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Friday 01 August 2003

A new subunit of the epithelial Na+ channel identifies regions involved in Na+ self-inhibition.

By: Babini E, Geisler HS, Siba M, Grunder S.

J Biol Chem 2003 Aug 1;278(31):28418-26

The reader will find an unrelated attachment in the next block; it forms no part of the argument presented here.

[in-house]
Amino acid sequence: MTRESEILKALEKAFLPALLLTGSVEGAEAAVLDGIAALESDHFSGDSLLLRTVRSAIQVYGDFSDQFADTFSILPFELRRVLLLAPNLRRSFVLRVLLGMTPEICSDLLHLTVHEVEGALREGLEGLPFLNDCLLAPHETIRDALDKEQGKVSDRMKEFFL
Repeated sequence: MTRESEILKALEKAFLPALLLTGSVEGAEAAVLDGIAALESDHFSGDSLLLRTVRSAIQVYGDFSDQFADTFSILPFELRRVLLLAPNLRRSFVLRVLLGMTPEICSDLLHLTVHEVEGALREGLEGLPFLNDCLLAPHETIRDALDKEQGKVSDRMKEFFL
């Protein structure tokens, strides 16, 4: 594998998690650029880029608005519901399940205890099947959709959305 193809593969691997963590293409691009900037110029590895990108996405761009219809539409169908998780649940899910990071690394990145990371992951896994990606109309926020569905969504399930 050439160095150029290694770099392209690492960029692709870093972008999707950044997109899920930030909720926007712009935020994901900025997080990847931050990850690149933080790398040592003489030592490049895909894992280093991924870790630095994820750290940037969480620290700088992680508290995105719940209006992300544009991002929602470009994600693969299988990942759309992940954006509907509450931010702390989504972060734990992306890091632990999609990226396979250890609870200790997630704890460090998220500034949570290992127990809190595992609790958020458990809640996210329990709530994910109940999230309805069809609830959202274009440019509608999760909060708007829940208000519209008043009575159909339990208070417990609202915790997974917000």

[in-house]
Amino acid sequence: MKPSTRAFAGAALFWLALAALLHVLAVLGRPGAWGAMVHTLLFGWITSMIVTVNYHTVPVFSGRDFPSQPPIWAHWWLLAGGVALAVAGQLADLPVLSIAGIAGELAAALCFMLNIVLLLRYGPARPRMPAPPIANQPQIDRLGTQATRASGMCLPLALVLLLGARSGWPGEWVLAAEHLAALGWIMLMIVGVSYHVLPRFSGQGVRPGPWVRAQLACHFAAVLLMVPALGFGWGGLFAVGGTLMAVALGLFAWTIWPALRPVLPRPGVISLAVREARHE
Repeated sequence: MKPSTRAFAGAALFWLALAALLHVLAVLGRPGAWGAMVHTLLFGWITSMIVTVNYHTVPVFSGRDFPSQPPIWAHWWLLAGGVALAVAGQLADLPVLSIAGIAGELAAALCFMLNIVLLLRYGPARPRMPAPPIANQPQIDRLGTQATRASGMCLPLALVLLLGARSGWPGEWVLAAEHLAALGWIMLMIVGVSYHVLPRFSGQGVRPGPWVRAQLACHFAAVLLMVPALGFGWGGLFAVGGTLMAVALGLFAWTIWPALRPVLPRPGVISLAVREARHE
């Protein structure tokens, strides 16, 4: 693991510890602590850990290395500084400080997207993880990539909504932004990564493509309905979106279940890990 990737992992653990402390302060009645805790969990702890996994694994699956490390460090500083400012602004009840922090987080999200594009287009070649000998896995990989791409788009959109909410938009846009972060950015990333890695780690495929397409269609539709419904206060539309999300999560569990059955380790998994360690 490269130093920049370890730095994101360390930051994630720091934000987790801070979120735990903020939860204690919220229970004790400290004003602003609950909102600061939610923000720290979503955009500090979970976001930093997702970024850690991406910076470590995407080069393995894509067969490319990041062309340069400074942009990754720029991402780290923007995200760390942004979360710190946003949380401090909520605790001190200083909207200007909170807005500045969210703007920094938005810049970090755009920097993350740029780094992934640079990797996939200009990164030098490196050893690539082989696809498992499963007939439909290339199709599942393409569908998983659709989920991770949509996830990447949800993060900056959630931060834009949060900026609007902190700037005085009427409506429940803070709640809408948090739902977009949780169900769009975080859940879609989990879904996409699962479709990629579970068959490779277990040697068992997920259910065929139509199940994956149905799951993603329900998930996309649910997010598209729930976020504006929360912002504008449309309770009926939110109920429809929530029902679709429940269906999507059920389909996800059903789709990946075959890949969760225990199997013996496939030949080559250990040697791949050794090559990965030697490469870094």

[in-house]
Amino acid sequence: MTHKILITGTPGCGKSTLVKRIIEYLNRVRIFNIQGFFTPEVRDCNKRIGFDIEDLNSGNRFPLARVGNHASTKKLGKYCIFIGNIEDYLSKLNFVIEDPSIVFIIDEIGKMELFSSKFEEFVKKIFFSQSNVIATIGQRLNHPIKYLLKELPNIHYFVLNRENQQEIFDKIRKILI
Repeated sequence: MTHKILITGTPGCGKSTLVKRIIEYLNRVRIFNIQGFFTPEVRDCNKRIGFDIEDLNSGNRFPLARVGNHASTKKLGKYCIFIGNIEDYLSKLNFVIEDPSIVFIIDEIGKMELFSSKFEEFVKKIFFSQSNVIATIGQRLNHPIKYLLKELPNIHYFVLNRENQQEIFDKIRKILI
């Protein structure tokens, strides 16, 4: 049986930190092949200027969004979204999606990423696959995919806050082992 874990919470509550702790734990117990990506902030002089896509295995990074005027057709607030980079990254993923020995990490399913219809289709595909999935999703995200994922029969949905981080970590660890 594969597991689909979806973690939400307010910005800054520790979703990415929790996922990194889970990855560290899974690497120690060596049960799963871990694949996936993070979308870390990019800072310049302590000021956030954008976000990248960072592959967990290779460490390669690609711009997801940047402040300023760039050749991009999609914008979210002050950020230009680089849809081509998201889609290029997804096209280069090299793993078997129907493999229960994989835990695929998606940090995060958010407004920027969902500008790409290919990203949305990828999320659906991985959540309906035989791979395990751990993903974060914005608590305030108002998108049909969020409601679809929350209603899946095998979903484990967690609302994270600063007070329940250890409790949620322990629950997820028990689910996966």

The epithelial Na+ channel (ENaC) is the apical entry pathway for Na+ in many Na+-reabsorbing epithelia. ENaC is a heterotetrameric protein composed of homologous alpha, beta, and gamma subunits. Mutations in ENaC cause severe hypertension or salt wasting in humans; and consequently, ENaC activity is tightly controlled. According to the concept of Na+ self-inhibition, the extracellular Na+ ion itself can reduce ENaC activity. The molecular basis for Na+ self-inhibition is unknown. Here, we describe cloning of a new ENaC subunit from Xenopus laevis (epsilonxENaC). epsilonxENaC can replace alphaxENaC and formed functional, highly selective, amiloride-sensitive Na+ channels when coexpressed with betaxENaC and gammaxENaC. Channels containing epsilonxENaC showed strong inhibition by extracellular Na+. This Na+ self-inhibition was significantly slower than for alphaxENaC-containing channels. Using site-directed mutagenesis, we show that the proximal part of the large extracellular domain controls the speed of self-inhibition. This suggests that this region is involved in conformational changes during Na+ self-inhibition.

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